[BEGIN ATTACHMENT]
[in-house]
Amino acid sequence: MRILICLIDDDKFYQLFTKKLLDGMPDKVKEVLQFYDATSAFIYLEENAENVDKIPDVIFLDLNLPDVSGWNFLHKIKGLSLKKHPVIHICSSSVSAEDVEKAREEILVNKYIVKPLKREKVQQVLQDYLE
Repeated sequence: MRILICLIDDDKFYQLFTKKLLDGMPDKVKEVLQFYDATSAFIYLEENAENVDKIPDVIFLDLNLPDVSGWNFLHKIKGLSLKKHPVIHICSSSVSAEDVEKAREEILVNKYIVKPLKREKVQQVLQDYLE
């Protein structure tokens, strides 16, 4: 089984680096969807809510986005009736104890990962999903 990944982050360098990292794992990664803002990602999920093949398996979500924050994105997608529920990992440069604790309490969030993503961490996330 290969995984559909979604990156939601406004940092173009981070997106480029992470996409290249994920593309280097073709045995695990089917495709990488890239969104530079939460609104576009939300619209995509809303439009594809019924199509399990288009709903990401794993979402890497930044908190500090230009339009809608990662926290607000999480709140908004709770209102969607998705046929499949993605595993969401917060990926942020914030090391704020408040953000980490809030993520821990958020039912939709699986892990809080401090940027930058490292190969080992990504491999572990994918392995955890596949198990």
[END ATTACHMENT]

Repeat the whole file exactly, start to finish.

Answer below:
[in-house]
Amino acid sequence: MRILICLIDDDKFYQLFTKKLLDGMPDKVKEVLQFYDATSAFIYLEENAENVDKIPDVIFLDLNLPDVSGWNFLHKIKGLSLKKHPVIHICSSSVSAEDVEKAREEILVNKYIVKPLKREKVQQVLQDYLE
Repeated sequence: MRILICLIDDDKFYQLFTKKLLDGMPDKVKEVLQFYDATSAFIYLEENAENVDKIPDVIFLDLNLPDVSGWNFLHKIKGLSLKKHPVIHICSSSVSAEDVEKAREEILVNKYIVKPLKREKVQQVLQDYLE
């Protein structure tokens, strides 16, 4: 089984680096969807809510986005009736104890990962999903 990944982050360098990292794992990664803002990602999920093949398996979500924050994105997608529920990992440069604790309490969030993503961490996330 290969995984559909979604990156939601406004940092173009981070997106480029992470996409290249994920593309280097073709045995695990089917495709990488890239969104530079939460609104576009939300619209995509809303439009594809019924199509399990288009709903990401794993979402890497930044908190500090230009339009809608990662926290607000999480709140908004709770209102969607998705046929499949993605595993969401917060990926942020914030090391704020408040953000980490809030993520821990958020039912939709699986892990809080401090940027930058490292190969080992990504491999572990994918392995955890596949198990």